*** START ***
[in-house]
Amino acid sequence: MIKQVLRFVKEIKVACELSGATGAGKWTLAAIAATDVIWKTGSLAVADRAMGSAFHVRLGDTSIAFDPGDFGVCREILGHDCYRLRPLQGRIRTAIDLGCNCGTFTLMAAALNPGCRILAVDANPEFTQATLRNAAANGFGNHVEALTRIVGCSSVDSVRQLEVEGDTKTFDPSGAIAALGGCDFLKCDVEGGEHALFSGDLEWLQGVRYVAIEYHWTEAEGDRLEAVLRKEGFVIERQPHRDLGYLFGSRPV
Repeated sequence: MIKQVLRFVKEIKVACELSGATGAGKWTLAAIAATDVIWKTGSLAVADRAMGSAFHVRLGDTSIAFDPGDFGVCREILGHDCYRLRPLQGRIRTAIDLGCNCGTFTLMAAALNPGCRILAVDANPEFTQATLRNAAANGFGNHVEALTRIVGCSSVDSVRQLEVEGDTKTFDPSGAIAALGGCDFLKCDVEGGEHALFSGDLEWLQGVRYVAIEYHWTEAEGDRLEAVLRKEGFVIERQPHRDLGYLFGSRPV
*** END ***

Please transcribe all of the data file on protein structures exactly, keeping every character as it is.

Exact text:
[in-house]
Amino acid sequence: MIKQVLRFVKEIKVACELSGATGAGKWTLAAIAATDVIWKTGSLAVADRAMGSAFHVRLGDTSIAFDPGDFGVCREILGHDCYRLRPLQGRIRTAIDLGCNCGTFTLMAAALNPGCRILAVDANPEFTQATLRNAAANGFGNHVEALTRIVGCSSVDSVRQLEVEGDTKTFDPSGAIAALGGCDFLKCDVEGGEHALFSGDLEWLQGVRYVAIEYHWTEAEGDRLEAVLRKEGFVIERQPHRDLGYLFGSRPV
Repeated sequence: MIKQVLRFVKEIKVACELSGATGAGKWTLAAIAATDVIWKTGSLAVADRAMGSAFHVRLGDTSIAFDPGDFGVCREILGHDCYRLRPLQGRIRTAIDLGCNCGTFTLMAAALNPGCRILAVDANPEFTQATLRNAAANGFGNHVEALTRIVGCSSVDSVRQLEVEGDTKTFDPSGAIAALGGCDFLKCDVEGGEHALFSGDLEWLQGVRYVAIEYHWTEAEGDRLEAVLRKEGFVIERQPHRDLGYLFGSRPV